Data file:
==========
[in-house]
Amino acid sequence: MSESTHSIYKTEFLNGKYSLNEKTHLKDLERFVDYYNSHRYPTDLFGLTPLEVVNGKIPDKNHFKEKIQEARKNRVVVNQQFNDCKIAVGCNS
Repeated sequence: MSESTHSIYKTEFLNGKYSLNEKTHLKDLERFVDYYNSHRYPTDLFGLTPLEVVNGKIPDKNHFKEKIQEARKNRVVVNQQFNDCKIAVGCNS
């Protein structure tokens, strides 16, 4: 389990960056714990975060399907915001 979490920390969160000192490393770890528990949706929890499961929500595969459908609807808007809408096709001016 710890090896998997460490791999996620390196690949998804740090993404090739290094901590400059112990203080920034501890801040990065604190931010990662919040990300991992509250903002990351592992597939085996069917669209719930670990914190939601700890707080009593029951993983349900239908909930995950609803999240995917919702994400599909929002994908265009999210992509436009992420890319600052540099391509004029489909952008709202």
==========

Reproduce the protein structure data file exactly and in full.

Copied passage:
[in-house]
Amino acid sequence: MSESTHSIYKTEFLNGKYSLNEKTHLKDLERFVDYYNSHRYPTDLFGLTPLEVVNGKIPDKNHFKEKIQEARKNRVVVNQQFNDCKIAVGCNS
Repeated sequence: MSESTHSIYKTEFLNGKYSLNEKTHLKDLERFVDYYNSHRYPTDLFGLTPLEVVNGKIPDKNHFKEKIQEARKNRVVVNQQFNDCKIAVGCNS
């Protein structure tokens, strides 16, 4: 389990960056714990975060399907915001 979490920390969160000192490393770890528990949706929890499961929500595969459908609807808007809408096709001016 710890090896998997460490791999996620390196690949998804740090993404090739290094901590400059112990203080920034501890801040990065604190931010990662919040990300991992509250903002990351592992597939085996069917669209719930670990914190939601700890707080009593029951993983349900239908909930995950609803999240995917919702994400599909929002994908265009999210992509436009992420890319600052540099391509004029489909952008709202």